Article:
## F

9The following F test is a special case of the more general F test given in (8.7.9) or (8.7.10) in Sec. 8.7.

264 PART ONE: SINGLE-EQUATION REGRESSION MODELS

which is about the same as that obtained from (8.5.17), except for the rounding errors. This F is highly significant, reinforcing our earlier finding that the variable FLR belongs in the model.

A cautionary note: If you use the R2 version of the F test given in (8.5.11), make sure that the dependent variable in the new and the old models is the same. If they are different, use the F test given in (8.5.16).

When to Add a New Variable. The F-test procedure just outlined provides a formal method of deciding whether a variable should be added to a regression model. Often researchers are faced with the task of choosing from several competing models involving the same dependent variable but with different explanatory variables. As a matter of ad hoc choice (because very often the theoretical foundation of the analysis is weak), these researchers frequently choose the model that gives the highest adjusted R2. Therefore, if the inclusion of a variable increases R2, it is retained in the model although it does not reduce RSS significantly in the statistical sense. The question then becomes: When does the adjusted R2 increase? It can be shown that R2 will increase if the t value of the coefficient of the newly added variable is larger than 1 in absolute value, where the t value is computed under the hypothesis that the population value of the said coefficient is zero [i.e., the t value computed from (5.3.2) under the hypothesis that the true p value is zero].10 The preceding criterion can also be stated differently: R2 will increase with the addition of an extra explanatory variable only if the F( = t2) value of that variable exceeds 1.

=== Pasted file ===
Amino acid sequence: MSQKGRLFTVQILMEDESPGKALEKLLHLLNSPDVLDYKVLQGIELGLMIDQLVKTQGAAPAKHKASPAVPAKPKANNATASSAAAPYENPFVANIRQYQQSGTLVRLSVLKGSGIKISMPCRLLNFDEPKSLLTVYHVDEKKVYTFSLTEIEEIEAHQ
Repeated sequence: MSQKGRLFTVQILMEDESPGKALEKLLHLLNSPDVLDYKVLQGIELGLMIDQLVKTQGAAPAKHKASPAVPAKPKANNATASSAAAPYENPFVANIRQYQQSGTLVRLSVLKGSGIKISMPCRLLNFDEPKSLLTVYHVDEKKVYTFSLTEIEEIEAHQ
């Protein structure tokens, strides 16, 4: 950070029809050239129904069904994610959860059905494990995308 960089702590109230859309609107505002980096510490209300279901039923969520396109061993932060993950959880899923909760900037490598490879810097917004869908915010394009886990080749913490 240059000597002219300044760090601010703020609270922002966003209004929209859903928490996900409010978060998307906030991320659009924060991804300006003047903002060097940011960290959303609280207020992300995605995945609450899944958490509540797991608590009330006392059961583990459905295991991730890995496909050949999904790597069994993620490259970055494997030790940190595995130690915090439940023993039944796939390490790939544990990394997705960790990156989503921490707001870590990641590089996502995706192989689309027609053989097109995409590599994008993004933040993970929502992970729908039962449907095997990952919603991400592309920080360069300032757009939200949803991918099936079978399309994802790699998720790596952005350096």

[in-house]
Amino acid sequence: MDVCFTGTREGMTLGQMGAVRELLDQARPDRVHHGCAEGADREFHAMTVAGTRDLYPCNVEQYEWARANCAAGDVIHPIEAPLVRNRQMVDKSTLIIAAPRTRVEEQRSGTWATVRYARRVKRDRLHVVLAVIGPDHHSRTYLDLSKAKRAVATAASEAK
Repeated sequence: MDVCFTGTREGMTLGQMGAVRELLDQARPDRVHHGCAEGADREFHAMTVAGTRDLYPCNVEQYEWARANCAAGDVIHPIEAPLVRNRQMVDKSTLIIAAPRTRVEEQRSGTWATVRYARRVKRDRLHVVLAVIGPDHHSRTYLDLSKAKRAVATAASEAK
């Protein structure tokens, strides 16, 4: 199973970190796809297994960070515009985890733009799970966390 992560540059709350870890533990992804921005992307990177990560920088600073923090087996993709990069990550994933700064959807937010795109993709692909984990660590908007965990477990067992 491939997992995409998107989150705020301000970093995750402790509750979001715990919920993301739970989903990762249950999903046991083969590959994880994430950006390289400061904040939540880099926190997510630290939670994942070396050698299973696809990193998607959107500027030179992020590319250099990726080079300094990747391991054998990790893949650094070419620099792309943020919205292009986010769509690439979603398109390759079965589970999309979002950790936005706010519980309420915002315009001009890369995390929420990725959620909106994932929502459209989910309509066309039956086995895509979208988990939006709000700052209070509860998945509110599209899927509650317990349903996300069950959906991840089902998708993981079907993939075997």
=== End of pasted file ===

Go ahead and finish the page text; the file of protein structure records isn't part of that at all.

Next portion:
Applying either criterion, the FLR variable in our child mortality example with a t value of —10.6293 or an F value of 112.9814 should increase R2, which indeed it does—when FLR is added to the model, R2 increases from 0.1528 to 0.6981.

When to Add a Group of Variables. Can we develop a similar rule for deciding whether it is worth adding (or dropping) a group of variables from a model? The answer should be apparent from (8.5.18): If adding (dropping) a group of variables to the model gives an F value greater (less) than 1, R2 will increase (decrease). Of course, from (8.5.18) one can easily find out whether the addition (subtraction) of a group of variables significantly increases (decreases) the explanatory power of a regression model.